New SubUrbanisms

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During the suburban explosion of the mid-20th century, the typical American city and its suburbs seemed to reflect distinctly different cultural, demographic, and spatial conditions. The central city was conventionally portrayed as the old, dying locus of high culture and employment, demographic diversity, density, and verticality, while peripheral areas were stereotyped as new, growing residential enclaves of mass culture (ergo, cultural vacuity), homogeneity, dispersion, and horizontality. This polarization has proven stubbornly resistant to revision.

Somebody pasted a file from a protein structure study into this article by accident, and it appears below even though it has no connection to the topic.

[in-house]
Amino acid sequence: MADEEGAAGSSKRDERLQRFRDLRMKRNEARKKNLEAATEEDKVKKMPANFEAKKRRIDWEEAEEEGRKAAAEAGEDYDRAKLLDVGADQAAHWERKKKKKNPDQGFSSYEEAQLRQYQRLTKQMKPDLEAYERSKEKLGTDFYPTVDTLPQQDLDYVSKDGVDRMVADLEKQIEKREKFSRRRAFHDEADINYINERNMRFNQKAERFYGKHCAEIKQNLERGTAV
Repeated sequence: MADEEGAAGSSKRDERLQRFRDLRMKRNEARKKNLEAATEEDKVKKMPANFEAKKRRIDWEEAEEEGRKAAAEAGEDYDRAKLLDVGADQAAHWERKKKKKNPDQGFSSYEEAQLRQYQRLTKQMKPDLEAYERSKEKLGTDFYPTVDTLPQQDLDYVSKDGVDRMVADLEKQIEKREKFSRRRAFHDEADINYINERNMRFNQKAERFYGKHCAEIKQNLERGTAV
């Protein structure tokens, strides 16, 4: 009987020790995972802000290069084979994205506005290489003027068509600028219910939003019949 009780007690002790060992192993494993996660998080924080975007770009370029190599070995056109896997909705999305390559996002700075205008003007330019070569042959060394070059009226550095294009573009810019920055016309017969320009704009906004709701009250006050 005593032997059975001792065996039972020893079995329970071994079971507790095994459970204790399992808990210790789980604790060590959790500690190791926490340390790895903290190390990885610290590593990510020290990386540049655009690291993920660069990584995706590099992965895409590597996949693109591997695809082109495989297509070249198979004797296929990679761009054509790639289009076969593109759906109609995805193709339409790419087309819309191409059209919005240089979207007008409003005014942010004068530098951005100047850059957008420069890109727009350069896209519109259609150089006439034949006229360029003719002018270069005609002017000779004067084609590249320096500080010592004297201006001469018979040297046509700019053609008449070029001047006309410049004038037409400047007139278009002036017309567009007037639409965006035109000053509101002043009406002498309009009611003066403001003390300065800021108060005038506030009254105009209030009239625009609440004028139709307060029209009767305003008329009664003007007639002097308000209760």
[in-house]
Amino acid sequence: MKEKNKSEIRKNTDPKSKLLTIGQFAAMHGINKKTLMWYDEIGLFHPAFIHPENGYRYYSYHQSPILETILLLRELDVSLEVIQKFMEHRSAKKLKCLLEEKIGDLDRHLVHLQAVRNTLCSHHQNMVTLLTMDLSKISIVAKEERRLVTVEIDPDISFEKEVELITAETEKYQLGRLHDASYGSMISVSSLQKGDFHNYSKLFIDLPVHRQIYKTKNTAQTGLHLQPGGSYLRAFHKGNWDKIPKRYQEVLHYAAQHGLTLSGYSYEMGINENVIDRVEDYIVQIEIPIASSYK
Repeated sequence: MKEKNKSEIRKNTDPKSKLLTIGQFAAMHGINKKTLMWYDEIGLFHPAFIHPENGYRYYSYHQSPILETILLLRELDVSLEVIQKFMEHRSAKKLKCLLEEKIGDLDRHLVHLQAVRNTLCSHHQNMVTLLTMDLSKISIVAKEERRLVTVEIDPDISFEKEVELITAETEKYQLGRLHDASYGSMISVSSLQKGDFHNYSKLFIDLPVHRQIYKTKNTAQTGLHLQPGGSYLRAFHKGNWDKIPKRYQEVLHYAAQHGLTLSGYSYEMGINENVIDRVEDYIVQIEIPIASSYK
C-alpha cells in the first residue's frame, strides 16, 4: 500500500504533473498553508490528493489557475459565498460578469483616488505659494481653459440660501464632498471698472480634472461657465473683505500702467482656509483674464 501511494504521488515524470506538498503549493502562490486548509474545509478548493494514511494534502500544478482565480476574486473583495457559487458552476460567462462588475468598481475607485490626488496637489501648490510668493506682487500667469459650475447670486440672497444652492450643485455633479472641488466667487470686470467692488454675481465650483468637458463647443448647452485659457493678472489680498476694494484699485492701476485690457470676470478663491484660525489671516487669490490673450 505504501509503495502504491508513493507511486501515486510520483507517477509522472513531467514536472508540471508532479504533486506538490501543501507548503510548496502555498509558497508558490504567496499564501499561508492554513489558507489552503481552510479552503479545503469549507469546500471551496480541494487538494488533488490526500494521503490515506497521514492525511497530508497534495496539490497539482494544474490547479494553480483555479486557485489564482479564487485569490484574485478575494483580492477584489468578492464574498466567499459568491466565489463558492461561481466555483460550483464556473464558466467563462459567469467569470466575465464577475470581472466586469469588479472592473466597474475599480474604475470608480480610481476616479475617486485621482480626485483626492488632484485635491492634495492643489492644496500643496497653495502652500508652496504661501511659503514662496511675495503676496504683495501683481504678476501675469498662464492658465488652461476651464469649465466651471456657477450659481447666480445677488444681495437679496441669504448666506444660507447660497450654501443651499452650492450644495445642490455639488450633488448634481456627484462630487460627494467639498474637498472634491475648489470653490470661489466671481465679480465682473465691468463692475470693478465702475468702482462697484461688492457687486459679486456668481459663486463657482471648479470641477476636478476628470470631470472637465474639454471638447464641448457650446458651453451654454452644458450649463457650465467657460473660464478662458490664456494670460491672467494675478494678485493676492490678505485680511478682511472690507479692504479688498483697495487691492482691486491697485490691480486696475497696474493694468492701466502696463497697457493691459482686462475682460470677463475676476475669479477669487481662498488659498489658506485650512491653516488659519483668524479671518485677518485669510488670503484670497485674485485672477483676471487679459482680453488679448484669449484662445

Meanwhile–quietly, stealthily–there has been an ongoing “flattening” of the American metropolis, as many subur­bs are becoming more similar to their central cities, and cities more similar to their suburbs. Such flattening is both effect and cause; driven by substantial demographic and cultural change and evidenced by new spatial and formal practices, flattening also makes architectural and urban innovation possible. These novel practices, seen most vividly in urbanizing suburbs and suburbanizing urban cores, are exemplified in the emergence of hybrid suburban/urban—sub/urban, for short—conditions: interstitial parking, the residential densification of suburbia, inner-city big-box retail, and hyper-programmed public spaces, among others. Each of these new sub/urbanisms reflects, to varying degrees, the reciprocating influences of the urban and the suburban. At the same time, these hybrid practices combine and re-configure conventional understandings of these familiar terms. In so doing, each offers opportunities for design innovation and the development of new ways of forming the evolving American metropolis.

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